How can you prevent cervical cancer?
Prevention of cervical cancer should start early—before girls are likely to be exposed to HPV. Vaccination against HPV is the primary method of prevention recommended by the World Health Organization (WHO) for girls between the ages of 9 and 14.
Screening for pre-cancer is the second step, combined with treatment. In lower income countries, “screen-and-treat” programs make it possible to identify, destroy, or remove pre-cancer. If women receive regular screenings over time, any recurrence can be detected and managed, or the patient can be referred for higher-level care.
Need to step up HPV vaccination
Since the first vaccine’s introduction in 2006, HPV vaccination programs in early uptake countries like Australia have shown impressive success. There are now confident predictions that cervical cancer will be eliminated in high-income countries in the near future.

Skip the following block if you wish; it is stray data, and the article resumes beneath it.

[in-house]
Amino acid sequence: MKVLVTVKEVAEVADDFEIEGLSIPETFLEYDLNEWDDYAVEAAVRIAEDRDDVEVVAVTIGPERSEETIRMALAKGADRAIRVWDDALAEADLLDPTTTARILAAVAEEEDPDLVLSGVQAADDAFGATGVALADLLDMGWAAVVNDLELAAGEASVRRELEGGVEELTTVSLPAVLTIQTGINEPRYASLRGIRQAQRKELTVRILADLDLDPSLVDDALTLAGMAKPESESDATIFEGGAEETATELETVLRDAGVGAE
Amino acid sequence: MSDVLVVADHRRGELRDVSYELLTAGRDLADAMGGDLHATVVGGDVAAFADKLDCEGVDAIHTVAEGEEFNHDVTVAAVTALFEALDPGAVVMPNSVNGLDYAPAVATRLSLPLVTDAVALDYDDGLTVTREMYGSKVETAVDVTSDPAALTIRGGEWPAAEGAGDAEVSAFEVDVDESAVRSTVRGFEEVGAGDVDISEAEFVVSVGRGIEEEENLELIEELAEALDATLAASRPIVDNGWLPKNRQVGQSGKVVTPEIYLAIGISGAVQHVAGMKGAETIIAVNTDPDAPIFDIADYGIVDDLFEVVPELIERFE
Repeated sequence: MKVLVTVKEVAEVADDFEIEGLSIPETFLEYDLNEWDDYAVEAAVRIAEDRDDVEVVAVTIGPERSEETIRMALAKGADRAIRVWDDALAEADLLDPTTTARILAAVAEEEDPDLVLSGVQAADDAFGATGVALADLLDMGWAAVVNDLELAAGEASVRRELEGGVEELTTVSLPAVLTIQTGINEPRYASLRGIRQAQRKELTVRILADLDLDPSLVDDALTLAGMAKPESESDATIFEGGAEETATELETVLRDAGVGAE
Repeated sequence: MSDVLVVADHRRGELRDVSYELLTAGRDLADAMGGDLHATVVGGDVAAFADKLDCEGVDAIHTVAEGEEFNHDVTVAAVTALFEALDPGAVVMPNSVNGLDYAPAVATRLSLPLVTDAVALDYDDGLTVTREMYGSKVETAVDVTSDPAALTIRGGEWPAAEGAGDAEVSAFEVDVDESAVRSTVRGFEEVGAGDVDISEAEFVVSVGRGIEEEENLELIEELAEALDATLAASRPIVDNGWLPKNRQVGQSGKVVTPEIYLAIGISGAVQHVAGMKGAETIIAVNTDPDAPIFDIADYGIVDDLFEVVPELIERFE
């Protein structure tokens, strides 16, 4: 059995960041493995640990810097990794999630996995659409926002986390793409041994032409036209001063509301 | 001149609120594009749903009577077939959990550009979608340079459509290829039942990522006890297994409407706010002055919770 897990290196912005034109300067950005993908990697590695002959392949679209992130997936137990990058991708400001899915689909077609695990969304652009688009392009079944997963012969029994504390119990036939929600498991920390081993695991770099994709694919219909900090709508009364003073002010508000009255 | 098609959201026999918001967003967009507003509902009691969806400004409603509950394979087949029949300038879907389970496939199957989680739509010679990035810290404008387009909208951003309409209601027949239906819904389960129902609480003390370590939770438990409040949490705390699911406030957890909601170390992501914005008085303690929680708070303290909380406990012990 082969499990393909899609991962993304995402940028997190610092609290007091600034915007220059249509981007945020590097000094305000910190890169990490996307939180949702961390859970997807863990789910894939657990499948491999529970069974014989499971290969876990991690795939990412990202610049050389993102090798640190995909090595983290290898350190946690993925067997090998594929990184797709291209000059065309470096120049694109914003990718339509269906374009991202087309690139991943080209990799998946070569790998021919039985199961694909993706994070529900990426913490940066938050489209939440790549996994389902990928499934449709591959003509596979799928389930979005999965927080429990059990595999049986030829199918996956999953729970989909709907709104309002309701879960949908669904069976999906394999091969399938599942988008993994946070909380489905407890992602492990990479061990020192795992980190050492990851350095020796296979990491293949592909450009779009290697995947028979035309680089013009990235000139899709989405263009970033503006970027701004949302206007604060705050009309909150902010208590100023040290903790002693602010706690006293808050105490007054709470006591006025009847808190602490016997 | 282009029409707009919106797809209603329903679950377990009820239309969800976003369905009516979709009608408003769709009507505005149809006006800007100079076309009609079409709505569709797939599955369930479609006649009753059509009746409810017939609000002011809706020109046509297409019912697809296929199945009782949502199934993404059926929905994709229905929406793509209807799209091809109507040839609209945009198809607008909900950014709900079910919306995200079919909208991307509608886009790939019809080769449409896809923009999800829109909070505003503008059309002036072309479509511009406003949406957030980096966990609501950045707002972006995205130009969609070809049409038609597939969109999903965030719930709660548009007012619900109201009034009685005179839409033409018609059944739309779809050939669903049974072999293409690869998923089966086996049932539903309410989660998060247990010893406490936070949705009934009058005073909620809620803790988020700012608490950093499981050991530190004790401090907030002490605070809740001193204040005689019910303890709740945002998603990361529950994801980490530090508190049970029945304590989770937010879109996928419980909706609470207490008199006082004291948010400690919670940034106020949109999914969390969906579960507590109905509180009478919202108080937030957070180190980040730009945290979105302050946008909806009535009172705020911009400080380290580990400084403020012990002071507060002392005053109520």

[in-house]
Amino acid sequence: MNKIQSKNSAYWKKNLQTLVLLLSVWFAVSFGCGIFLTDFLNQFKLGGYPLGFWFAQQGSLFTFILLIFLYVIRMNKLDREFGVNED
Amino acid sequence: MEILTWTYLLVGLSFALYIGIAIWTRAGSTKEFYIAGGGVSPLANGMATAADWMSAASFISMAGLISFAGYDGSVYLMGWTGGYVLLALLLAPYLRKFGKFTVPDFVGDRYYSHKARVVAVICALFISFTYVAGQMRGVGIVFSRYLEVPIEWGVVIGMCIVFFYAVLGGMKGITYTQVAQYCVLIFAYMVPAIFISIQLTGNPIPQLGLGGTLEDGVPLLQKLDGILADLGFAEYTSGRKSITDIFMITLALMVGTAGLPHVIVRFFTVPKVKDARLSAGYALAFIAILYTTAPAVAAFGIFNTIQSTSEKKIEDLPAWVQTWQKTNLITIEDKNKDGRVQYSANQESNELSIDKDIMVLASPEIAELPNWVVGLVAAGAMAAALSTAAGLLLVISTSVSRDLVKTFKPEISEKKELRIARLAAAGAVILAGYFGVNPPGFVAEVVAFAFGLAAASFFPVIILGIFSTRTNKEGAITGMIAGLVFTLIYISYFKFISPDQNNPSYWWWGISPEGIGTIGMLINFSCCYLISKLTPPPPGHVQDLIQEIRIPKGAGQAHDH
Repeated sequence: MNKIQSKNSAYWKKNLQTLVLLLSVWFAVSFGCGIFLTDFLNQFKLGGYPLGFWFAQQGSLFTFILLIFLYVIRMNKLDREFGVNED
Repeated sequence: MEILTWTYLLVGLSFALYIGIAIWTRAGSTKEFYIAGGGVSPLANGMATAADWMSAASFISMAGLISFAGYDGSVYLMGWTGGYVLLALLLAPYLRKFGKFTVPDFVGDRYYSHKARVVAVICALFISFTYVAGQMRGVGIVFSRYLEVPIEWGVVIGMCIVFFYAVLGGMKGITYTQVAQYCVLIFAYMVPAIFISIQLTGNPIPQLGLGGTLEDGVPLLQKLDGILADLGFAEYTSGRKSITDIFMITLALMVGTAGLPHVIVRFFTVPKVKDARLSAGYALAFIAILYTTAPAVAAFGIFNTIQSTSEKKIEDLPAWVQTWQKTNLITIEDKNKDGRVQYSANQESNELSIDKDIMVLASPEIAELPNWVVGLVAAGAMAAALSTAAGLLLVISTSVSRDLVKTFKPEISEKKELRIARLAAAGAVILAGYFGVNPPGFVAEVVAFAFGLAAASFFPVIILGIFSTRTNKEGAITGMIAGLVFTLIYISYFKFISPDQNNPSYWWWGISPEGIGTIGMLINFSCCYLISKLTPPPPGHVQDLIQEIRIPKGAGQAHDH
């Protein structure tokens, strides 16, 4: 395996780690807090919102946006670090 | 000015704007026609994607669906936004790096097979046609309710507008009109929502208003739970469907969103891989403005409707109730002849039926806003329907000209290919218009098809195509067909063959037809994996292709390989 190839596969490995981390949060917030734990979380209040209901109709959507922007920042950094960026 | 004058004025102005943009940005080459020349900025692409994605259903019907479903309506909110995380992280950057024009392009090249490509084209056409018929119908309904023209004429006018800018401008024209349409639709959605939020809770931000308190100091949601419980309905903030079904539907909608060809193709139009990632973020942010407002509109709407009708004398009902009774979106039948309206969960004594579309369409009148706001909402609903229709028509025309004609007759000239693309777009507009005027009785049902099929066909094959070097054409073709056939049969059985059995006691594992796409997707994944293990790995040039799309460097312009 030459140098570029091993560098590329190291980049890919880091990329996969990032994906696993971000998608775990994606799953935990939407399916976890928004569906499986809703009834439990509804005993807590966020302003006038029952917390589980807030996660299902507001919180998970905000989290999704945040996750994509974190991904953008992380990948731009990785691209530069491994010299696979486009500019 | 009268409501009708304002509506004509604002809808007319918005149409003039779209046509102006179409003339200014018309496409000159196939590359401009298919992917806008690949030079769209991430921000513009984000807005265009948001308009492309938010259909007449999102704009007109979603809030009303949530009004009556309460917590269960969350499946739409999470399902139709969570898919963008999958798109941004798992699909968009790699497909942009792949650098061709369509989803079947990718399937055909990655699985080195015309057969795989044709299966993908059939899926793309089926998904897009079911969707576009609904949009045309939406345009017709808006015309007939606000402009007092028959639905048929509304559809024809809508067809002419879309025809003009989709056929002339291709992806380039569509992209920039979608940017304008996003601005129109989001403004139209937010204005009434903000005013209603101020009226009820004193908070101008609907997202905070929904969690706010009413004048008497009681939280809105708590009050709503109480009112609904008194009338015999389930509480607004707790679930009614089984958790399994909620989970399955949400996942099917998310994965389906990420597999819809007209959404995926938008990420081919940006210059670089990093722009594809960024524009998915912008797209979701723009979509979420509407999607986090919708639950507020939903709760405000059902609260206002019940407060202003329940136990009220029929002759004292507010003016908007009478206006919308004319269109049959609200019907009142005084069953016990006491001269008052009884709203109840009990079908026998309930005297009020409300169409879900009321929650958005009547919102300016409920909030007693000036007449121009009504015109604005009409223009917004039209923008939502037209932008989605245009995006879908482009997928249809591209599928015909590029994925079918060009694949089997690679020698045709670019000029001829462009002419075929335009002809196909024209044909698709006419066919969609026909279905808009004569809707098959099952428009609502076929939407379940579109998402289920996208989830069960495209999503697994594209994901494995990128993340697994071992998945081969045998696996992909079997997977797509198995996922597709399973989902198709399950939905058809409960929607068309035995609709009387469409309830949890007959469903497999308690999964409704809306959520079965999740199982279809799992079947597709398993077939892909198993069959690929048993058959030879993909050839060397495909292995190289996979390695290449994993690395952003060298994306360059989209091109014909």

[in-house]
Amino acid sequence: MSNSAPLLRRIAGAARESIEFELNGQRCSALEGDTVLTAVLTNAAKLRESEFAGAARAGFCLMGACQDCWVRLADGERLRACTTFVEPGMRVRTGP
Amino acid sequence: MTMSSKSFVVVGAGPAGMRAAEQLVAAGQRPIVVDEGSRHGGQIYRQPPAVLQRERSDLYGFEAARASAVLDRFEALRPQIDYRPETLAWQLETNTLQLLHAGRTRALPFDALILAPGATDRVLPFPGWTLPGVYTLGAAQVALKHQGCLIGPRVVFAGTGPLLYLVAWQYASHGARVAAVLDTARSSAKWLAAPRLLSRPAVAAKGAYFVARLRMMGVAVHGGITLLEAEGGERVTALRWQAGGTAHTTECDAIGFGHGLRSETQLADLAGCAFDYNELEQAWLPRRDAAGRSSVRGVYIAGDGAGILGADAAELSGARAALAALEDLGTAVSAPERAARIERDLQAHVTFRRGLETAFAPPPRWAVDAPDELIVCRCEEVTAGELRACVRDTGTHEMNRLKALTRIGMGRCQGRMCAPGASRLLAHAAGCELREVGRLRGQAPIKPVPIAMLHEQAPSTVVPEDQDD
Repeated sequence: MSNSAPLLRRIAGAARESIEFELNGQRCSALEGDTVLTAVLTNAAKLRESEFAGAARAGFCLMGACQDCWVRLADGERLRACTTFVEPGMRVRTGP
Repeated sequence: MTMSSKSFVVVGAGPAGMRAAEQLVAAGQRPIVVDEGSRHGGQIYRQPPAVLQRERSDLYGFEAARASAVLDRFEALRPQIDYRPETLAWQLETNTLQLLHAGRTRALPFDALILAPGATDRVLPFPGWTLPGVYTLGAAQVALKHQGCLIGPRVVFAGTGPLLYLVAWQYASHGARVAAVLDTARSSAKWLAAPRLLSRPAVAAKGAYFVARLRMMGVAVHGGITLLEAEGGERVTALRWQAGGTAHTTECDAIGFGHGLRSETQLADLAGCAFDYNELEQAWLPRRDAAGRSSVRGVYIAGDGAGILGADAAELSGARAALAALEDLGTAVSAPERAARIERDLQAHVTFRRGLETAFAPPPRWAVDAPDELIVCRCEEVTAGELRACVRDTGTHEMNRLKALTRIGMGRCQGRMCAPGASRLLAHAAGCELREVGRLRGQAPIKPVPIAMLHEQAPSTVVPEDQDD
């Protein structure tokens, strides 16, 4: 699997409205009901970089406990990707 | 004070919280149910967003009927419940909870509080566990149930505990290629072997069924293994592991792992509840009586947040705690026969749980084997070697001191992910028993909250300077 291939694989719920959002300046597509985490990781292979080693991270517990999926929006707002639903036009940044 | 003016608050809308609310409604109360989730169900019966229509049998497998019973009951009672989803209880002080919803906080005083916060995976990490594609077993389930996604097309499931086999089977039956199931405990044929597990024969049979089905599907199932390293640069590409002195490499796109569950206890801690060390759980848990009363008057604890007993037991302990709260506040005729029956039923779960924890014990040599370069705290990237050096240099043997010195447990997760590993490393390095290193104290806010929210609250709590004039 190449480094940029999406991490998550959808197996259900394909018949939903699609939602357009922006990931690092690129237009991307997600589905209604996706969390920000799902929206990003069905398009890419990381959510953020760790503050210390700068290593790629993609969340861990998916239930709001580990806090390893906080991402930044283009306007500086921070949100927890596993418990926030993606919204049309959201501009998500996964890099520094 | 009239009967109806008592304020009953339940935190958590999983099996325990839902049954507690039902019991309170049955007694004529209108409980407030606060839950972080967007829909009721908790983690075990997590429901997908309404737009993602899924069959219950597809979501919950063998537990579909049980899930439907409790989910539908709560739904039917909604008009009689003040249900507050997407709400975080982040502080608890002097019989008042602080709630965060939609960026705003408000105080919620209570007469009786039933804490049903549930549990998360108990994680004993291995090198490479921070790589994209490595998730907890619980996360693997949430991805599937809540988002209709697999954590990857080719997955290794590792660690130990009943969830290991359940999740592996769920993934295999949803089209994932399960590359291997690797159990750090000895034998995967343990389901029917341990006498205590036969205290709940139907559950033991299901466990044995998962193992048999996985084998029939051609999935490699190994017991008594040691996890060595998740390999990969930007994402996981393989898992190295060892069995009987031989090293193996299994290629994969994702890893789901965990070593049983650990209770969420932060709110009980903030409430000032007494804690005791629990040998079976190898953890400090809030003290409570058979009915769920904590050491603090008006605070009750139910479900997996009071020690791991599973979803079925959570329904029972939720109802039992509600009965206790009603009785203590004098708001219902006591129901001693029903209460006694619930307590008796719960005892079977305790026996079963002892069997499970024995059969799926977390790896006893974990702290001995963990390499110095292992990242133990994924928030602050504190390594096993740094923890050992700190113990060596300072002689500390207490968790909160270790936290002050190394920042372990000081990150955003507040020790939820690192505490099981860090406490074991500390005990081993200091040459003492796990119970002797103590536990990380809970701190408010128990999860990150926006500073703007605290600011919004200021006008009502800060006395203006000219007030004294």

There are currently two pharmaceutical corporations that produce three vaccines targeting cancer-causing HPV strains. The pharmaceutical company Merck dominates sales with two of the three vaccines.
Only 21 percent of low-income countries have started using an HPV vaccine, compared to 79 percent of high-income countries.
But Merck has failed to meet the demand from the countries hardest hit by cervical cancer. The vaccine remains unaffordable and unavailable for many countries, with Merck prioritizing higher-paying customers such as those in European and North American markets. As a result, only 21 percent of low-income countries have started using an HPV vaccine, compared to 79 percent of high-income countries. As a stop-gap measure for this critical vaccine shortage, the WHO has issued new guidance, recommending that some countries vaccinate only a single age group, such as 9-year-olds.